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•  Legal Marketing - Legal News


heyday of the reality courtroom show, died Sunday at age 97.

Son David Wapner told The Associated Press that his father died at home in his sleep. Joseph Wapner was hospitalized a week ago with breathing problems and had been under home hospice care.

"The People's Court," on which Wapner decided real small-claims from 1981 to 1993, was one of the granddaddies of the syndicated reality shows of today. His affable, no-nonsense approach attracted many fans, putting "The People's Court" in the top five in syndication at its peak.

Before auditioning for the show, Wapner had spent more than 20 years on the bench in Los Angeles, first in Municipal Court and then in Superior Court. At one time he was presiding judge of the Los Angeles Superior Court, the largest court in the United States. He retired as judge in November 1979, the day after his 60th birthday.

"Everything on the show is real," Wapner told the AP in a 1986 interview. "There's no script, no rehearsal, no retakes. Everything from beginning to end is like a real courtroom, and I personally consider each case as a trial."

"Sometimes I don't even deliberate," he added. "I just decide from the bench, it's so obvious. The beautiful part is that I have carte blanche."

"The People's Court" cases were tried without lawyers by the rules of Small Claims Court, which has a damage limit of $1,500. Researchers for the producer, Ralph Edwards Productions, checked claims filed in Southern California for interesting cases.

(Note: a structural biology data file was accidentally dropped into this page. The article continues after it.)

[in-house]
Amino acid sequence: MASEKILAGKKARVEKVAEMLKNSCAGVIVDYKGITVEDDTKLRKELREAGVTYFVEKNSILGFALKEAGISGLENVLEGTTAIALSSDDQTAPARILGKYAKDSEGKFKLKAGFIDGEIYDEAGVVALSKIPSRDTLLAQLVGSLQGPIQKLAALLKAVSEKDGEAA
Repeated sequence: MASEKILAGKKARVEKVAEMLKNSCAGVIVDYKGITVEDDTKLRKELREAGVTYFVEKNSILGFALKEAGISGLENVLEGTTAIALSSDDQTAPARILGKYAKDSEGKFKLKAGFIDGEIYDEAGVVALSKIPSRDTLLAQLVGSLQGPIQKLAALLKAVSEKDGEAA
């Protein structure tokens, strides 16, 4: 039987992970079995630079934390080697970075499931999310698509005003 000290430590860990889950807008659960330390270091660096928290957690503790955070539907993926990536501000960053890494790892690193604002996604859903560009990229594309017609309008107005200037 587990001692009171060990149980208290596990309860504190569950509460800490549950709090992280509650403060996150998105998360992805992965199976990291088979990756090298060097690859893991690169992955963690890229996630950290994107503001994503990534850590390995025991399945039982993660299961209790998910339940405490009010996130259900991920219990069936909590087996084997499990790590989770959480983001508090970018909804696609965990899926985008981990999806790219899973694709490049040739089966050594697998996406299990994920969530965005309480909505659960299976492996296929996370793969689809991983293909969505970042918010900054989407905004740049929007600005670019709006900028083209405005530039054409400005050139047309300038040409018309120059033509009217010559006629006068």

The plaintiff and defendant had to agree to have the case settled on the show and sign a binding arbitration agreement; the show paid for the settlements.



Some Republicans are set on returning all North Carolina state judicial elections to being officially partisan races again.

A law quickly approved in December during a special election directed statewide races for Supreme Court and Court of Appeals to become partisan starting in 2018. Now the state House scheduled floor debate Wednesday on legislation extending that to local Superior Court and District Court seats next year, too.

Having partisan races means candidates run in party primaries to reach the general election. Unaffiliated candidates could still run but would have to collect signatures to qualify.

Judicial races shifted to nonpartisan elections starting in the mid-1990s in part as an effort to distance judicial candidates from politics. But Republicans today say party labels help give voters some information about the candidates.




Four Kansas Supreme Court justices facing a campaign to oust them in the Nov. 8 election say the court has decided capital murder cases on legal and constitutional issues while avoiding politics and emotion.

Past high court rulings overturning death sentences are at the center of the effort to remove Chief Justice Lawton Nuss and Justices Carol Beier, Dan Biles and Marla Luckert. They face statewide yes-or-no votes on whether they stay on the court for another six years.

The court's critics are particularly upset about July 2014 rulings overturning death sentences for Jonathan and Reginald Carr. The two brothers had faced lethal injection for shooting four people in December 2000 after forcing them to perform sex acts and robbing them. Among other things, the court concluded that fairness required the brothers to be sentenced separately.


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